Don’t we see MTV Movie Awards-type marketing in other walks of life? Not really, because few other industries can rely on MTV’s appeal to celebrities, or as Boorstin calls them, “human pseudo-events,” “known for their well-known-ness.” In non-MTV contexts, celebrities seem somehow more authentic, singing songs or giving good performances or clapping for their team or cheering Meryl Streep-level acting. At the MTV Movie Awards they appear on stage with almost nothing to offer but bad quips; it’s celebrity with nothing else to animate it, like fast food without the heat. (The celebrities appear for free, for exposure or to help their eventual back-end paydays; the movie clips come as a very small fraction of each film’s $30 million advertising budget.)

Our life is full of pseudo-events; the MTV Movie Awards is just one glaring, obvious example. The overall effect of pseudo-events is to change our expectations, to make us believe that there will always be something fun and celebration-worthy in the news, and even to make us vaguely dissatisfied with less celebratory “real events.” This wouldn’t be the case if pseudo-events were actual fiction, like novels. It’s important to remember that the pseudo-event isn’t putting lipstick on a pig; it’s caking lipstick on what was already a beautiful human without makeup. There was a kernel of normal reality there that we risk losing to cynicism or appreciating only as absurdity.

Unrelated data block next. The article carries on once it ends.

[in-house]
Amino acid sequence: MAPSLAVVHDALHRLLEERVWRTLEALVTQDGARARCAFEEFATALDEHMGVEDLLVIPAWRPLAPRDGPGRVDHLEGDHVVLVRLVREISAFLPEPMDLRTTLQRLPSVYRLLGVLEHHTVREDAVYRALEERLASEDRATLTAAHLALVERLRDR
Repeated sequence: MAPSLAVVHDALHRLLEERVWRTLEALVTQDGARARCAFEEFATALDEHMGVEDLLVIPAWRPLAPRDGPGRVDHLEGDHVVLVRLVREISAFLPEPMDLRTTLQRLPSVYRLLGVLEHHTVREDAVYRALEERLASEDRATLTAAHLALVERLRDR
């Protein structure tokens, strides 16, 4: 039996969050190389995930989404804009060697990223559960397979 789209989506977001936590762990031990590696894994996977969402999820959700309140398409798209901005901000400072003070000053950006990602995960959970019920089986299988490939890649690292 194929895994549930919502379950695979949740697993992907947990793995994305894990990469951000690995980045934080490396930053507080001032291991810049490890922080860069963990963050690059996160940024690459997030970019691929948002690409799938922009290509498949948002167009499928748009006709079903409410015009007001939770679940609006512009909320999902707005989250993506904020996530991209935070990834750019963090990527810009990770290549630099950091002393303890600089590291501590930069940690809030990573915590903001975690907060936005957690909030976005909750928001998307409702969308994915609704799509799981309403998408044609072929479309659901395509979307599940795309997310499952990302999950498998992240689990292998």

In today’s example, it’s important to remember that MTV was probably right to originate a more populist award show than the Oscars. Though blockbusters in theory don’t need any help, there’s something very forward-looking about MTV-created categories like Best Kiss, Best Fight, Best Comedic Performance, Best Action Performance, Best Virtual Performance…and the fact that men and women are nominated side by side in all of them. (And I like this year’s new Best True Story category.) And MTV has done and keeps doing a lot for diversity and inclusion, and for that they deserve nothing but praise. You could argue: don’t fans want to see trailers and dumb celebrities? Sure, but they have that all day on youtube, any time they want it. The MTV Movie Awards borrows the prestige inherent to our association with the word “award” (we have similar associations with “gold” and “winner”) and stretches that into the most cynical, fatuous, capitalism-for-capitalism’s-sake-style pseudo-event that gets seen and (very) widely reported every year. I know I must sound like Thoreau daring to take exception to industrialization, but “rather than love, than money, than fame, give me truth.”